> Bonjour Tristesse starring Deborah Kerr, Jean Seberg & David Niven: Hello Sadness, my old friend #book2movies | Chapter1-Take1

Sunday, October 1, 2017

Bonjour Tristesse starring Deborah Kerr, Jean Seberg & David Niven: Hello Sadness, my old friend #book2movies

Saturday I shared a few photos of Deborah Kerr from some of her classic films: From Here to Eternity, The King and I and my favorite An Affair to Remember. The star would have been 96 had she not died in 2007, at that cliche ripe old age of 86. Not a bad run. 

Not as well known perhaps, the role Kerr played in Bonjour Tristesse the Otto Preminger adaptation of the French author, François Sagan’s first book about a wild, young woman living with her playboy father, struggling to find herself. As was sometimes the fashion at the time, the French father Raymond is played by the very British David Niven, while the 17 year old American actress Jean Seberg—who loved France so much, she would come to spend half her life in France—played the daughter Cecile. The eternally classy Kerr plays an English clothing designer and friend of Raymond’s deceased wife. She sees herself as a sort of mother figure to Cecile and as a potential mate to Raymond.

I loved the movie, in part because of the glimpses we’re given of France, in part because the yearning sadness of Cecile, the disappointment of Anne and the ultimate tragedy of the story which is one that stays with you. 

The book was such a success that it was adapted for the screen by the great Otto Preminger. Fifties leading man David Niven stars as Cecile's father, a handsome wealthy bachelor playboy who treats her more like a pal than a daughter. Jean Seberg was young Cecile, the teenage girl who idolizes her dad and loves sharing his rather dissolute lifestyle, traipsing along on a series of dates to Parisian nightclubs.  Classy Deborah Kerr plays Anne, an old family friend who comes to visit at the same time papa has a woman staying at their Mediterranean beach cottage. She stirs up the pot with her more conventional outlook and expectations.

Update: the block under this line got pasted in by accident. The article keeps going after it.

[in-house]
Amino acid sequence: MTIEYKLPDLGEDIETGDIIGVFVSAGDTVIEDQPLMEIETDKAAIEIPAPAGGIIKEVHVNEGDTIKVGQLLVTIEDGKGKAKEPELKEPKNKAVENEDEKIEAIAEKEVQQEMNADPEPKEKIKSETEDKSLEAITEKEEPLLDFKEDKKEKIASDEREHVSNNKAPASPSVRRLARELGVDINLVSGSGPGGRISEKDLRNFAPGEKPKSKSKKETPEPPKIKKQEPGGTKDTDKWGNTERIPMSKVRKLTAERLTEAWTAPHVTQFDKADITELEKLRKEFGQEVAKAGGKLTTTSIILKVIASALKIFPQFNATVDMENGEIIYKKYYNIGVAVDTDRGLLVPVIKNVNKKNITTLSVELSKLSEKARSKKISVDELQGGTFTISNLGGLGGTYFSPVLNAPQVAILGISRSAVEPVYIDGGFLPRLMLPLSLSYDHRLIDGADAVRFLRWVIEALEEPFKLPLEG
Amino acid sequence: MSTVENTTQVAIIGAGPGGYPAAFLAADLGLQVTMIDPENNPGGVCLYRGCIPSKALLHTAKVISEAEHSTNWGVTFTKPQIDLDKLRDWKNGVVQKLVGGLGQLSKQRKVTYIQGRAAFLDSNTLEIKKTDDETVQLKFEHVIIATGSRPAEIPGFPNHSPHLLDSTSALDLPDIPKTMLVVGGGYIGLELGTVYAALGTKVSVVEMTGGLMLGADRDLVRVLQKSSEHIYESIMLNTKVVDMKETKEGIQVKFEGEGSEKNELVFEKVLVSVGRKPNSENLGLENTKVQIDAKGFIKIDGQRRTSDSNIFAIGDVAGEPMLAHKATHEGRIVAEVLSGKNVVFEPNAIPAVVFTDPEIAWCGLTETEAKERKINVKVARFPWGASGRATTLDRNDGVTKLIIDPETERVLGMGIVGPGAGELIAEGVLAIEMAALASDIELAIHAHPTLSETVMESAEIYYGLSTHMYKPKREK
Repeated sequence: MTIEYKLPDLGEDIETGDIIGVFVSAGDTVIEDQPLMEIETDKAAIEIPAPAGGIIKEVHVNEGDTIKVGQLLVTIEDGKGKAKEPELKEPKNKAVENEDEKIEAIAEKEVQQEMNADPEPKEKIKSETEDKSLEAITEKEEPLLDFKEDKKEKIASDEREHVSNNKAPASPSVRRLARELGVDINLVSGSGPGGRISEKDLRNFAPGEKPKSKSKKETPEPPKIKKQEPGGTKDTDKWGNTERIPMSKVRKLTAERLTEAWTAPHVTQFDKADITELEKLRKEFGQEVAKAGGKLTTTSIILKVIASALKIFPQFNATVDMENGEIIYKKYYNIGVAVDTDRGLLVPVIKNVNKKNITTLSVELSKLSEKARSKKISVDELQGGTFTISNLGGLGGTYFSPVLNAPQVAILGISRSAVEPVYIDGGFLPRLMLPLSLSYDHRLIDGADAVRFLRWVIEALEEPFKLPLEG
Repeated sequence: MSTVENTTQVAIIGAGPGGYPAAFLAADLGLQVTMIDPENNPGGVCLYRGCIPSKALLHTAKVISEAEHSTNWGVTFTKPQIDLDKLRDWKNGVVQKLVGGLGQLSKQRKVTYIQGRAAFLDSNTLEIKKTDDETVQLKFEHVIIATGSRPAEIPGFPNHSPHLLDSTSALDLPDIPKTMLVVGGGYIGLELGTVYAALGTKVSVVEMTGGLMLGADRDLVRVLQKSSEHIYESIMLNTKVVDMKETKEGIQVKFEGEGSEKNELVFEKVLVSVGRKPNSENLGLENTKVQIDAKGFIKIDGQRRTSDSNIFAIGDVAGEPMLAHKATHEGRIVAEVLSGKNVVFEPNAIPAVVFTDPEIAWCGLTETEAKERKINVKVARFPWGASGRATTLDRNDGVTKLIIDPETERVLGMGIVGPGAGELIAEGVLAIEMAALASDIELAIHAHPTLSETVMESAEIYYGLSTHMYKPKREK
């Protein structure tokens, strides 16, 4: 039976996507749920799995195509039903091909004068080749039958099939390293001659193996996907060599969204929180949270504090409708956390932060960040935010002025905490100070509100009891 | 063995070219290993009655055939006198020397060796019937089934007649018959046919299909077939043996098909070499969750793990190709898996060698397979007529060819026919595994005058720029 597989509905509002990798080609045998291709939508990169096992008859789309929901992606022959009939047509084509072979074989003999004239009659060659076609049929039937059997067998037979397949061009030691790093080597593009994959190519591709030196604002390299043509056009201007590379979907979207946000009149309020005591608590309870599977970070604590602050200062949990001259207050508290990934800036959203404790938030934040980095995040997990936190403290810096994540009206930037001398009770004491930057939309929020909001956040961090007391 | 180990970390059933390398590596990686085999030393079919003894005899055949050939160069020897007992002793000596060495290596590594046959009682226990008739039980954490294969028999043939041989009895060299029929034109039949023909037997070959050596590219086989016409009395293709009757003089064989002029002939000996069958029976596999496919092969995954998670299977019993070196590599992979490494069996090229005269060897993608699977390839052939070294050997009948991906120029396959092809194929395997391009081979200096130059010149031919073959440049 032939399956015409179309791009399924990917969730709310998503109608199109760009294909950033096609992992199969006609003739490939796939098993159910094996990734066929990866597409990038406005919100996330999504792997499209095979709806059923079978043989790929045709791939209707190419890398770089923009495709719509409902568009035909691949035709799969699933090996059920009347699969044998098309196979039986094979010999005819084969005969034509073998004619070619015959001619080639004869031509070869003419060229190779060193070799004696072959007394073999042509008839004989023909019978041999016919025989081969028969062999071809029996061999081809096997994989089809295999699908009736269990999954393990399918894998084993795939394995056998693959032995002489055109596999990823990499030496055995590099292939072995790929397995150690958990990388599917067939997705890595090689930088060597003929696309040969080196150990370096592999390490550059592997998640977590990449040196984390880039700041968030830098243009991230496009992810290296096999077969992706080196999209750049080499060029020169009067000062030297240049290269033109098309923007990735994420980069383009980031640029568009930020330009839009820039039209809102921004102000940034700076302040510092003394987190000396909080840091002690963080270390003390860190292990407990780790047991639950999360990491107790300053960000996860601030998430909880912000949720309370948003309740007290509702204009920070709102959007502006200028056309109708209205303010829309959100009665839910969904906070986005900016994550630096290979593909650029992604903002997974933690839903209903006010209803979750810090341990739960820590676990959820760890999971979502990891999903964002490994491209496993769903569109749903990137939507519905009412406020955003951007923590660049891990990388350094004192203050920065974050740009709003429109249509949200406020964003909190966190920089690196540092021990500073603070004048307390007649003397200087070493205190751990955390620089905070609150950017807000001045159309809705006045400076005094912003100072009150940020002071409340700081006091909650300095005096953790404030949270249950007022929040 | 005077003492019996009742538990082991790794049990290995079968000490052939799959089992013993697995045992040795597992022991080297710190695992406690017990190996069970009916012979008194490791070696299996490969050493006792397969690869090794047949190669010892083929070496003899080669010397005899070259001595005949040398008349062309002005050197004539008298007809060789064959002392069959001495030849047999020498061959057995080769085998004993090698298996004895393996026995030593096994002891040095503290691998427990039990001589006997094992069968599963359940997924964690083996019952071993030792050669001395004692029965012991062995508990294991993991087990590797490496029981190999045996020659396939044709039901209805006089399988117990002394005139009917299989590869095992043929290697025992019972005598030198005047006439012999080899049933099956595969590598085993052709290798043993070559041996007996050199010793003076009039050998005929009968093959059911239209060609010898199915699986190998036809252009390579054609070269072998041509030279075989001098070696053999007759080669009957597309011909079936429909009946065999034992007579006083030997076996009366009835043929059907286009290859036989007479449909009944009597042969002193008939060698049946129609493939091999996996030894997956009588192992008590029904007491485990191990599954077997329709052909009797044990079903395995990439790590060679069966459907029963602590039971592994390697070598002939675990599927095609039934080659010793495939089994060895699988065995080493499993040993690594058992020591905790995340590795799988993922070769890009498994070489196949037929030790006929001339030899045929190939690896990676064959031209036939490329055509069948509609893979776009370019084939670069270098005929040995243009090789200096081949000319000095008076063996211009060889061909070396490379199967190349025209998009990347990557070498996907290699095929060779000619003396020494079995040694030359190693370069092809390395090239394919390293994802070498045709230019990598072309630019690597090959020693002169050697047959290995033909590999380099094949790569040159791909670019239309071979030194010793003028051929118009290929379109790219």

It’s all very glamorous, gorgeous but ultimately tragic. I loved the black and white shots of Paris while the full on color shots of the south of France were blindingly beautiful.

Bonjour Dreaming of France friends ... Let’s watch this black and white look at Paris from Bonjour Tristesse circa 1958.

Available to stream on Amazon, YouTube, Vudu and GooglePlay.

Connect with other lovers of all things french at An Accidental Blog where Paulita Kincer is always Dreaming of France.


  1. Okay, now I have to see it. Maybe I'll watch it on Amazon tonight.
    Thanks so much for playing along with Dreaming of France. Do you think I should just quit with this meme? So little participation other than me and you, but I do still Dream of France!

    1. Serious answer? To be honest, your Dreaming of France meme has introduced a few of your followers to my blogs so I'll always be a fan. But the truth is you're going to be so busy Living the Dream in France maybe you'll want to reshape/rename it? I'm sure you're going to love sharing all your French experiences and pleasures with us at least once a week, right?


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